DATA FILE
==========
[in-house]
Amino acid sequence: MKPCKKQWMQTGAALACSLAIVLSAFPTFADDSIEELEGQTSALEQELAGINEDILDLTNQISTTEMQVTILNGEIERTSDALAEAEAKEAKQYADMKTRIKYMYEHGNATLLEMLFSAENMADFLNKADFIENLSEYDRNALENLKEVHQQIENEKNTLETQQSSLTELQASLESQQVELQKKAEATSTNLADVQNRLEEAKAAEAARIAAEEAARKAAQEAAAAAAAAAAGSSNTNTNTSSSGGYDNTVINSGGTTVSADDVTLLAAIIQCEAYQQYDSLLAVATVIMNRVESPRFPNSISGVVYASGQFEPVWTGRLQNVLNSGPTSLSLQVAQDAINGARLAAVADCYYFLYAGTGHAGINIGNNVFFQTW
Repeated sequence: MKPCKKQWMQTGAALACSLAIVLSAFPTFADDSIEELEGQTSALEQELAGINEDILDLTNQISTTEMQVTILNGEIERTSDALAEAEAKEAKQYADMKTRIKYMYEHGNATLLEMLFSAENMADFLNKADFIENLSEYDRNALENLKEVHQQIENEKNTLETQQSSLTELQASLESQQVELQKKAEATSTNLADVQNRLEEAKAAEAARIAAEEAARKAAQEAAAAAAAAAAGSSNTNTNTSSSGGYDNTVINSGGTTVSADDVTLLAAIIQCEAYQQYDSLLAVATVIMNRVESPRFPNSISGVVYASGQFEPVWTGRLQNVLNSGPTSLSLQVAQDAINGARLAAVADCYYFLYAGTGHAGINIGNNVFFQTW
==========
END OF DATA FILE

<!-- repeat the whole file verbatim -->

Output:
[in-house]
Amino acid sequence: MKPCKKQWMQTGAALACSLAIVLSAFPTFADDSIEELEGQTSALEQELAGINEDILDLTNQISTTEMQVTILNGEIERTSDALAEAEAKEAKQYADMKTRIKYMYEHGNATLLEMLFSAENMADFLNKADFIENLSEYDRNALENLKEVHQQIENEKNTLETQQSSLTELQASLESQQVELQKKAEATSTNLADVQNRLEEAKAAEAARIAAEEAARKAAQEAAAAAAAAAAGSSNTNTNTSSSGGYDNTVINSGGTTVSADDVTLLAAIIQCEAYQQYDSLLAVATVIMNRVESPRFPNSISGVVYASGQFEPVWTGRLQNVLNSGPTSLSLQVAQDAINGARLAAVADCYYFLYAGTGHAGINIGNNVFFQTW
Repeated sequence: MKPCKKQWMQTGAALACSLAIVLSAFPTFADDSIEELEGQTSALEQELAGINEDILDLTNQISTTEMQVTILNGEIERTSDALAEAEAKEAKQYADMKTRIKYMYEHGNATLLEMLFSAENMADFLNKADFIENLSEYDRNALENLKEVHQQIENEKNTLETQQSSLTELQASLESQQVELQKKAEATSTNLADVQNRLEEAKAAEAARIAAEEAARKAAQEAAAAAAAAAAGSSNTNTNTSSSGGYDNTVINSGGTTVSADDVTLLAAIIQCEAYQQYDSLLAVATVIMNRVESPRFPNSISGVVYASGQFEPVWTGRLQNVLNSGPTSLSLQVAQDAINGARLAAVADCYYFLYAGTGHAGINIGNNVFFQTW